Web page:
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U.S. Department of Transportation Office of Public Affairs Washington, D.C.

News Monday, June 2, 2003 DOT 48-03

Contact: Bill Mosley Telephone: 202-366-5571

USDOT Changes Drug Testing Rule To Increase Employee Safeguards The U.S. Department of Transportation has issued an interim final rule (IFR) to prevent employees in transportation industries who may naturally produce highly dilute urine specimens from being unfairly found to have violated the Department’s regulations. The rule expands the definition of “dilute tests” and changes the amount of a chemical called creatinine in a urine specimen that triggers a finding that the individual has refused to take a drug test. The new rule takes effect immediately. “Based on the our drug testing experience and recent scientific and medical information, we have concluded that we should change the way we treat highly dilute specimens,” said Ken Edgell, Acting Director of the Department’s Office of Drug and Alcohol Policy Compliance. “We want to take every precaution to ensure that a transportation employee cannot be charged unfairly with having substituted some other substance for his or her urine specimen.” Under current USDOT rules, which are directly taken from the Department of Health and Human Services (HHS) program documents, a urine specimen with five milligrams of creatinine per deciliter of urine or less is regarded as “substituted.” This criterion is based on a review by HHS of scientific literature suggesting that people cannot naturally produce urine with lesser amounts of creatinine. A “substituted” test is considered a refusal to take a drug test, a violation of USDOT rules equivalent to failing a drug test. USDOT has encountered a small number of cases in which individuals may have legitimate medical or physiological explanations for producing specimens with lower levels of creatinine. In addition, medical and scientific experts now believe that some highly dilute specimens should not necessarily trigger a violation of the rules. The USDOT’s expanded category of dilute specimens includes those containing two to 20 milligrams of creatinine per deciliter. While HHS considers whether to change the creatinine levels for which laboratories test, the Department is taking this interim step to protect employees. When a laboratory reports a specimen as substituted, that is, five milligrams of creatinine per deciliter or less, the medical review officer (MRO) will consider the specimen to be “dilute” if the creatinine concentration is two milligrams per deciliter of urine or higher. Dilute specimens will not cause the employee to be regarded as violating the regulation. However, employees who provide dilute specimens in the two- to five-milligram-perdeciliter range will have to undergo an unannounced immediate re-collection under direct observation, as a safeguard for the integrity of the testing program. The Department issued the rule on May 28 and is requesting public comments by Aug. 26, 2003. Comments should refer to Docket Number (OST-2003-15245). Comments may be sent to the Docket Management System, U.S. Department of Transportation, Room PL-401, 400 Seventh Street, S.W., Washington, DC 20590-0001 or electronically to ###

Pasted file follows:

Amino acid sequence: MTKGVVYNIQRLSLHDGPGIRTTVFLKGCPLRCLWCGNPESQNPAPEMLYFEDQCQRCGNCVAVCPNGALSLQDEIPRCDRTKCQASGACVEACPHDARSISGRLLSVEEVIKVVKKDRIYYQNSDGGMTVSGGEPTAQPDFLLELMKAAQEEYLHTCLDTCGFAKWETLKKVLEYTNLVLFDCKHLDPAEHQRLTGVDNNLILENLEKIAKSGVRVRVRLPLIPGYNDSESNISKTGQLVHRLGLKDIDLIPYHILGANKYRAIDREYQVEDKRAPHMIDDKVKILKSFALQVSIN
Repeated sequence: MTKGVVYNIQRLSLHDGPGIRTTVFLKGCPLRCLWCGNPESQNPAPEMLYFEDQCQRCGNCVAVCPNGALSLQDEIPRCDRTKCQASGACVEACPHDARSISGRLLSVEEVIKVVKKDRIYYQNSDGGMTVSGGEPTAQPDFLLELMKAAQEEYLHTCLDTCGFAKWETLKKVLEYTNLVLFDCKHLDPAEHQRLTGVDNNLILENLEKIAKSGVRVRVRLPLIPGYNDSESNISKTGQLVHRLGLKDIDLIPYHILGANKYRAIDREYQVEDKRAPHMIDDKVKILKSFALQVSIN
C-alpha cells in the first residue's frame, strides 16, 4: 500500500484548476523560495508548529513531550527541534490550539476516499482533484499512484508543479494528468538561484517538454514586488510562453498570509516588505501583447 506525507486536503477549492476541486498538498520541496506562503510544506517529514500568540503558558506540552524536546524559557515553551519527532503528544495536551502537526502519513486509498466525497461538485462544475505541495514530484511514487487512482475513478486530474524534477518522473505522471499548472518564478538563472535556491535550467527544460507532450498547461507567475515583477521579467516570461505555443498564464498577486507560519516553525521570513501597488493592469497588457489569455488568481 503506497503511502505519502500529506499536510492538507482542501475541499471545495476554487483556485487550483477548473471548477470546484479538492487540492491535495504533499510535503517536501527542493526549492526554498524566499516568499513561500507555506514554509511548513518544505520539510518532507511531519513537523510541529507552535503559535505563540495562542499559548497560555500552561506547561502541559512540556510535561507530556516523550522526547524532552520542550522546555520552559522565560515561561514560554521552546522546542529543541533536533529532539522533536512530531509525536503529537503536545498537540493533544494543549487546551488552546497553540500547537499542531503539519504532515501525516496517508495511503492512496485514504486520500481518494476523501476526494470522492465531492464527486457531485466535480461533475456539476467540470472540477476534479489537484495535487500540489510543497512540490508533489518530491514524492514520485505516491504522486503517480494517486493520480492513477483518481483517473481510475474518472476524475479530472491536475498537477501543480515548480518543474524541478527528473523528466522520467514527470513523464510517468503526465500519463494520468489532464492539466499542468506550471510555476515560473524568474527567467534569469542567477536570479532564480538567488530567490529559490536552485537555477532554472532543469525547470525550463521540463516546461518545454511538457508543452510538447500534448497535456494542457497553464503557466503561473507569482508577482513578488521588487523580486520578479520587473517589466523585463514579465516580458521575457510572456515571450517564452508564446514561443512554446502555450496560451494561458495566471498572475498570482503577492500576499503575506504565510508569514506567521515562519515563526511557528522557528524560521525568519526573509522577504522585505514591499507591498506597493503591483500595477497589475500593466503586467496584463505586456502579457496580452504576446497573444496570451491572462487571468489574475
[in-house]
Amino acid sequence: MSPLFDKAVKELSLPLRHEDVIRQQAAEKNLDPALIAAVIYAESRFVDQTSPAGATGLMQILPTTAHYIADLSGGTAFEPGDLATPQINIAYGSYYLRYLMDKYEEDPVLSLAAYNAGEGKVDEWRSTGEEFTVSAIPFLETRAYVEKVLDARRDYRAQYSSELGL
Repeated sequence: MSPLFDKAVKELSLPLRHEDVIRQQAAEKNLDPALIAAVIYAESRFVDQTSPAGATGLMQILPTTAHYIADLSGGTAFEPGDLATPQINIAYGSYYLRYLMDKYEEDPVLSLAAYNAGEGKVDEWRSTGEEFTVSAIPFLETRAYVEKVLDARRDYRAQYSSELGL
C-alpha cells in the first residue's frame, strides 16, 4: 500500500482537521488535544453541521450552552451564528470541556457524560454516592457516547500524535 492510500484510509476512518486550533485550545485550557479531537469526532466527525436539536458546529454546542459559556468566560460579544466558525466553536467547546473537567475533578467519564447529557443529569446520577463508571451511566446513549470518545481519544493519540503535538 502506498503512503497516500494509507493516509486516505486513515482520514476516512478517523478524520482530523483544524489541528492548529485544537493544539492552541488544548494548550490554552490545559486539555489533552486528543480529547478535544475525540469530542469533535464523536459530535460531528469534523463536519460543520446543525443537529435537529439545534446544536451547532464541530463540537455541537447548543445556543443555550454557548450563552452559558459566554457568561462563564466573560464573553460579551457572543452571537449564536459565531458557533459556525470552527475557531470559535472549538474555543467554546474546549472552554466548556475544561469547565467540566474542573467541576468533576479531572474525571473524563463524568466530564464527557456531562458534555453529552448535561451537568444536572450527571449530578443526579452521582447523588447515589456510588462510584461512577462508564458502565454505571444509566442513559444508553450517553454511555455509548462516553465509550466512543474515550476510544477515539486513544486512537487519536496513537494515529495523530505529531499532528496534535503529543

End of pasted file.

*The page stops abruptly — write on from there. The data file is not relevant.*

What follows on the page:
The Department issued the rule on May 28 and is requesting public comments by Aug. 26, 2003. Comments should refer to Docket Number (OST-200...